Born a Crime

by Trevor Noah

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Why was religion important to Noah's mother in Born a Crime?

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In Trevor Noah's "Born a Crime," religion played a crucial role in his mother's life as it filled the void left by absent men, providing her with a strong sense of community and a moral framework. She attended three different churches, each fulfilling a unique spiritual need. Additionally, Christianity was adopted by many in the Black community due to colonial influences, as it was deemed more acceptable than native African religions.

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Trevor Noah explains that religion was important to his mother—and many of the women in Soweto—because it "filled the void left by absent men." In Noah's case, it was illegal for Noah's white father to marry Noah's Black mother, so she was left to raise Noah largely alone—it was not safe that anybody know who his father was.

When Noah would ask his mother if it was hard to raise a child without a husband, she would say:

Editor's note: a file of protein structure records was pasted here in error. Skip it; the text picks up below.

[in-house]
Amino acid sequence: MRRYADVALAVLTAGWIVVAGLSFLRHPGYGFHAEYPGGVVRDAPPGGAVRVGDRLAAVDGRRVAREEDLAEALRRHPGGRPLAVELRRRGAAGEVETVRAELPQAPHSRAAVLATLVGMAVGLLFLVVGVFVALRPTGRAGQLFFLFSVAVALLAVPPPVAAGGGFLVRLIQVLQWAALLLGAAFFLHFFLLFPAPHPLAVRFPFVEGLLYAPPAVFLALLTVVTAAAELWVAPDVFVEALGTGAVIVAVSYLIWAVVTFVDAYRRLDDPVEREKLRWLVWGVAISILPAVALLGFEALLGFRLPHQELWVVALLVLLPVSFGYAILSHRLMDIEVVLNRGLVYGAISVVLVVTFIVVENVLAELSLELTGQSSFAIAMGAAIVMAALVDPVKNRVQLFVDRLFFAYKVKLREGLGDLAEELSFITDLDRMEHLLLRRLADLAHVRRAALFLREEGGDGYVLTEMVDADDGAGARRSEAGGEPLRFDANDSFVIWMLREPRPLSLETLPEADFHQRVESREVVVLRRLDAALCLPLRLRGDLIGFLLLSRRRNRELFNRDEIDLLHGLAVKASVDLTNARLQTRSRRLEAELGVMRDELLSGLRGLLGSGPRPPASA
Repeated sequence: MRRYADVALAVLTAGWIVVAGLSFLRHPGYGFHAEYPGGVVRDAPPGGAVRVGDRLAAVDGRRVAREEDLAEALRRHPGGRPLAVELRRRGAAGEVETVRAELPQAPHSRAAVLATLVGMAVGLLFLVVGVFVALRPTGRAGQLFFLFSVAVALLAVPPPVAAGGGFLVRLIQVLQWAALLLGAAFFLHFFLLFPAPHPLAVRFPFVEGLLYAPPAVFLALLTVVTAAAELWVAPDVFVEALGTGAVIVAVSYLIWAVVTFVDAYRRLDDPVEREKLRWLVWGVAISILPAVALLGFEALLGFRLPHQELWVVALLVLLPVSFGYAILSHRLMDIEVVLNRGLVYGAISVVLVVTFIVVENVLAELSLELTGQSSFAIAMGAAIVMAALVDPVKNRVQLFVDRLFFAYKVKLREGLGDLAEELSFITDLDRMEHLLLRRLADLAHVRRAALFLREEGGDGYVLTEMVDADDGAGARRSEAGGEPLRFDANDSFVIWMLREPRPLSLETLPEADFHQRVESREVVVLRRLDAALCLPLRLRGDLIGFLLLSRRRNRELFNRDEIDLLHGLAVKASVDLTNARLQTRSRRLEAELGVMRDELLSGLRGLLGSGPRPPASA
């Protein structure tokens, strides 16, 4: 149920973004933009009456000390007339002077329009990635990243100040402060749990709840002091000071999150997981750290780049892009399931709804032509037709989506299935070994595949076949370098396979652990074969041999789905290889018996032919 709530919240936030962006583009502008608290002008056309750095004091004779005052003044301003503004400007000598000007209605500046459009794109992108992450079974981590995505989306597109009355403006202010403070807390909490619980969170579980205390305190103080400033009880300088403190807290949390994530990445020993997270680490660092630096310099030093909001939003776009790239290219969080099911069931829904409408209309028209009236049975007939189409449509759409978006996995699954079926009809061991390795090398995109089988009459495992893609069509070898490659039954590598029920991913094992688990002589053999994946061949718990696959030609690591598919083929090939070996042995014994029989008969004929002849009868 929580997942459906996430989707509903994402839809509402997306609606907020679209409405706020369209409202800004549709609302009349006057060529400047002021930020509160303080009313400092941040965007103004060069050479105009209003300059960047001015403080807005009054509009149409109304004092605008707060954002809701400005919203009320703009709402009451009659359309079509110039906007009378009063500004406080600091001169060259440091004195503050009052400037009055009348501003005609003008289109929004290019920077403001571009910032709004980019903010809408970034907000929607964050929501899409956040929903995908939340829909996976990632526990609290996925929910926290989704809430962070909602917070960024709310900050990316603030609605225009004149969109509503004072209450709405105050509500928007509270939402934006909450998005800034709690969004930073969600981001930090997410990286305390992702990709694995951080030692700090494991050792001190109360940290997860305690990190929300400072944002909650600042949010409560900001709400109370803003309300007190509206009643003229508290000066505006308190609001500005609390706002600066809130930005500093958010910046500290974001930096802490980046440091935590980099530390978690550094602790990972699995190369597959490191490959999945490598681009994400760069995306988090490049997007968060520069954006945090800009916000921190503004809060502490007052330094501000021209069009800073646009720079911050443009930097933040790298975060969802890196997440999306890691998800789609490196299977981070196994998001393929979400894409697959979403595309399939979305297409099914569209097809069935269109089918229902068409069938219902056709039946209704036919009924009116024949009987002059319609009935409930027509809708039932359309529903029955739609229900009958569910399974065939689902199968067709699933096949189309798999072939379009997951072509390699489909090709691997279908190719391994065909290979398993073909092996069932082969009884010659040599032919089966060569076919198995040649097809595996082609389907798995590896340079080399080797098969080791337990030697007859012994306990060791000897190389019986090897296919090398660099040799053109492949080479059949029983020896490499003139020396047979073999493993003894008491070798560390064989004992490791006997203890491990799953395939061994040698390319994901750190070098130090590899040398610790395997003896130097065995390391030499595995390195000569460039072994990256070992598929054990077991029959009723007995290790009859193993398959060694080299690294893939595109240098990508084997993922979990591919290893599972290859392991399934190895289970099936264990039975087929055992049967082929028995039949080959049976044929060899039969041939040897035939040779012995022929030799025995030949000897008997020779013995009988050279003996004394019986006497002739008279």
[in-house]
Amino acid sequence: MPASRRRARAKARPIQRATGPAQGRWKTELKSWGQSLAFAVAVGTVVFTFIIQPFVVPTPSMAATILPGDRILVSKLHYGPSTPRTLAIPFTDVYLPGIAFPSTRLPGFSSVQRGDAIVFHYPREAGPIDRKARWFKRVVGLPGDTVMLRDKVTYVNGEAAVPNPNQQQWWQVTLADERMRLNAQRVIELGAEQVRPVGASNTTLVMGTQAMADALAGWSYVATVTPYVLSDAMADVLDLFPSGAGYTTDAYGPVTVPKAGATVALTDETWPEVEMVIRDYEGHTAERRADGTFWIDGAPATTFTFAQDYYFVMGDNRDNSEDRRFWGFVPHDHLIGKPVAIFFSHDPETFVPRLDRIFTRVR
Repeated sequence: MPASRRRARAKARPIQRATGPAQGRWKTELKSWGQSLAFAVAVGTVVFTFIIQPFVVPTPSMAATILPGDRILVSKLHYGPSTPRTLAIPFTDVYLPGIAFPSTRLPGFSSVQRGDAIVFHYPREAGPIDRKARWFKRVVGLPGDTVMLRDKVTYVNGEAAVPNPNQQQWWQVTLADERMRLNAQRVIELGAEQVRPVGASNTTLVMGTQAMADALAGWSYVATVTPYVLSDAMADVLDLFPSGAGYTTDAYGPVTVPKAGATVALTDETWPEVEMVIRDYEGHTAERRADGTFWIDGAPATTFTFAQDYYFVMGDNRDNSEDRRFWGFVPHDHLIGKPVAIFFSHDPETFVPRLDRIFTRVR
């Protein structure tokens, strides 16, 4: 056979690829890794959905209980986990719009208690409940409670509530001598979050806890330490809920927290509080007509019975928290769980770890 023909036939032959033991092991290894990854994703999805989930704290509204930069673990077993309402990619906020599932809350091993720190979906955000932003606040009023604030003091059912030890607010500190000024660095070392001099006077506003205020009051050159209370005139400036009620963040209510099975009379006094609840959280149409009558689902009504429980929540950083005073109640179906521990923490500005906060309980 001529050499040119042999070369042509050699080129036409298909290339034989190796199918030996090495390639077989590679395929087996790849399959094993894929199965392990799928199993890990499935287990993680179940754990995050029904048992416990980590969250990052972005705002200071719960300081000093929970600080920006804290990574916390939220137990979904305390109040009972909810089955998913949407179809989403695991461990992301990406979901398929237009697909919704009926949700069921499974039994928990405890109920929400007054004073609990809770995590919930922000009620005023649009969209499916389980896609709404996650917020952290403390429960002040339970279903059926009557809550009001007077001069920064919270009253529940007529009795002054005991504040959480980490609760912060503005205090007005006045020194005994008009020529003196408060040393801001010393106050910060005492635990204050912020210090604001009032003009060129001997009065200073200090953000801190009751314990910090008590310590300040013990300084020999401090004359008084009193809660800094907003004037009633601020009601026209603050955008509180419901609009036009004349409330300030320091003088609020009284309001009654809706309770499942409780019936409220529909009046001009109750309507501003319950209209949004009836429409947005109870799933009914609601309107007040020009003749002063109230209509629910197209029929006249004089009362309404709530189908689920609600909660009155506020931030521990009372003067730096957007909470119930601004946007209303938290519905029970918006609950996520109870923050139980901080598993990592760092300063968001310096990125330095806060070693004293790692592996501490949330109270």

Just because I live without a man doesn’t mean I’ve never had a husband. God is my husband.

Religion became a substitute for men. Religion also provided Noah's mother, grandmother, aunt, and the neighboring women with a strong sense of community. They would get together four times a week for worship and prayer, which helped them bond together and share their problems and joys.

It's also clear that Noah's mother was seeking meaning through religion as she endeavored to live a moral life. Noah says, for example, that she went to three different churches because each one fulfilled a deeply felt need for her:

The first church offered jubilant praise of the Lord. The second church offered deep analysis of the scripture, which my mom loved. The third church offered passion and catharsis; it was a place where you truly felt the presence of the Holy Spirit inside you.

Noah also notes that his mother and most of the Black community were Christian because of colonialism. As he explains, following native religions was seen as superstitious to the colonizers but Christianity seemed normal, and so it was the easiest path for the colonized to take:

If you’re Native American and you pray to the wolves, you’re a savage. If you’re African and you pray to your ancestors, you’re a primitive. But when white people pray to a guy who turns water into wine, well, that’s just common sense.

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